3 At the date of the will, LYK was the registered shareholder of 1,005 fully-paid shares of $100 each in the capital of HCKK, which was his father's family company. On 17 October 1983, the shareholders of HCKK unanimously passed two special resolutions: (a) to wind up HCKK voluntarily pursuant to s 254 (1) of the Companies Act (Cap 185, 1970 Ed) (“the Act”) and appoint Tan Beng Joo (“TBJ”) and Tan Hong Bak (“THB”) as liquidators, jointly and severally, for that purpose, and (b) to empower the liquidators, in accordance with the articles of association, to distribute to the membersin specie any part of the assets of HCKK.

The shareholders' agreement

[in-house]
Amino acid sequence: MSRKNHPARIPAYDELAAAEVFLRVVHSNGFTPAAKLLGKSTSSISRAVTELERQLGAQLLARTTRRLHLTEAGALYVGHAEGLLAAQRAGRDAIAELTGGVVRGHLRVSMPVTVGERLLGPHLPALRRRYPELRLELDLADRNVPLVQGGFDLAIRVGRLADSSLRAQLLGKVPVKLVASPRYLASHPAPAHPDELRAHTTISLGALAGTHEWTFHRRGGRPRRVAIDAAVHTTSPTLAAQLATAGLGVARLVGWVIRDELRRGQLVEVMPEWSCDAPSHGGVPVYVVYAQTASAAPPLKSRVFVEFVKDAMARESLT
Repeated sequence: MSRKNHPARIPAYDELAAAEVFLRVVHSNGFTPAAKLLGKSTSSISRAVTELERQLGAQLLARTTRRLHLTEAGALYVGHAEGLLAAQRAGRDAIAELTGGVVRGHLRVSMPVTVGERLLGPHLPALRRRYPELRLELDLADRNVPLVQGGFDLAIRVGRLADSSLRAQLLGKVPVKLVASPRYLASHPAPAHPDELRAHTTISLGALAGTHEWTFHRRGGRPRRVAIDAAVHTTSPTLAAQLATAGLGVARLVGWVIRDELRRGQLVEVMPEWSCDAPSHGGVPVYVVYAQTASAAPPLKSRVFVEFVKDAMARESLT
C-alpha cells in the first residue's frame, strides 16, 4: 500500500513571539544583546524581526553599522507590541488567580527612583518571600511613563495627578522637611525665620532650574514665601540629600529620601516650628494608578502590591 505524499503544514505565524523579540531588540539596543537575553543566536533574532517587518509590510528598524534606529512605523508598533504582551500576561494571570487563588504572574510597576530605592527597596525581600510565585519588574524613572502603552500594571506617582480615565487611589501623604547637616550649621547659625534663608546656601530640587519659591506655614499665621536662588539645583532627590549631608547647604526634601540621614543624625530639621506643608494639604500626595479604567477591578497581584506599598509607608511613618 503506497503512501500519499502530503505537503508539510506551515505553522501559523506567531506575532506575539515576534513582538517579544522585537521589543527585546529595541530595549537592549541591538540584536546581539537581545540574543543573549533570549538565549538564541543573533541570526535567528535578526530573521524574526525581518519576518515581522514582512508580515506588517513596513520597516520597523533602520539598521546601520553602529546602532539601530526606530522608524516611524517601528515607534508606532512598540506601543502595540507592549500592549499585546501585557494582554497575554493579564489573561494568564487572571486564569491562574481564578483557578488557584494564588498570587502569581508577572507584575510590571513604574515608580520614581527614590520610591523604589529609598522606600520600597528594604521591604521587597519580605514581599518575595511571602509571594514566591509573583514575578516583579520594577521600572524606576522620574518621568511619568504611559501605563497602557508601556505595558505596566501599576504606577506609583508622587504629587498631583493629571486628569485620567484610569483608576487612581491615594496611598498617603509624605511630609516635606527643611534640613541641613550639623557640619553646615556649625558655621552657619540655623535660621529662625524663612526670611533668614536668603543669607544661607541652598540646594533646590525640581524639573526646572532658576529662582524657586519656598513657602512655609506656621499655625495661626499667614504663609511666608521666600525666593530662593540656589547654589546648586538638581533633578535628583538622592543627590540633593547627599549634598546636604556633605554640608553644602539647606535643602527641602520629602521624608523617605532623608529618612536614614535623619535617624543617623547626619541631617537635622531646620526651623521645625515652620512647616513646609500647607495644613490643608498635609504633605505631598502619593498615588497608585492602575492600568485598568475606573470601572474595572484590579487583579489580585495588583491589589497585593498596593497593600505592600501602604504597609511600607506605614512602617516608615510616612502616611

4 LYK was admitted into hospital on 25 April 1985 for a terminal illness. Shortly after that, he and the other shareholders signed an agreement (“the shareholders' agreement”) to give effect to the second special resolution. The other two parties to the shareholders' agreement, which was dated 15 May 1985, were HCKK and the liquidator in his personal capacity. The first three recitals thereof recited the two special resolutions and the resignation of one of the liquidators, TBJ. Recital 4 recited the shareholders' acceptance of the valuations of HCKK's immovable properties as set out in the valuation report annexed thereto. Recital 5 acknowledged their agreement that the division of the immovable properties was fair and equitable. The last recital recited that: “The company is the legal and...